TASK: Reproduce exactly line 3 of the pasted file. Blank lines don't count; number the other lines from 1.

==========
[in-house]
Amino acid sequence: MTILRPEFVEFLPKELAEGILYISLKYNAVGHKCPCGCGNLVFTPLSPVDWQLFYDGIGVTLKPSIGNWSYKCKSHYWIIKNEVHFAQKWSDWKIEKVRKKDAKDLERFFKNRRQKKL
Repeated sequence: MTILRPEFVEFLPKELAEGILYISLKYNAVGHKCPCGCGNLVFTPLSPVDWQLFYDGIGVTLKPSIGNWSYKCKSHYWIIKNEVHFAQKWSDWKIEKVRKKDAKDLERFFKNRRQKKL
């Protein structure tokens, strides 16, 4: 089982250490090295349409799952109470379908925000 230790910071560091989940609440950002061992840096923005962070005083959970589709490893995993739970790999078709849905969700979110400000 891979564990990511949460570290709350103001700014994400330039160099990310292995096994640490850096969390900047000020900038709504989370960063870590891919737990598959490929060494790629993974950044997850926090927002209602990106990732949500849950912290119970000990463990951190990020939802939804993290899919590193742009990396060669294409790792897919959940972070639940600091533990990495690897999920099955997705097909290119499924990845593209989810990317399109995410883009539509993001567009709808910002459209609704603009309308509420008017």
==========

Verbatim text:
Repeated sequence: MTILRPEFVEFLPKELAEGILYISLKYNAVGHKCPCGCGNLVFTPLSPVDWQLFYDGIGVTLKPSIGNWSYKCKSHYWIIKNEVHFAQKWSDWKIEKVRKKDAKDLERFFKNRRQKKL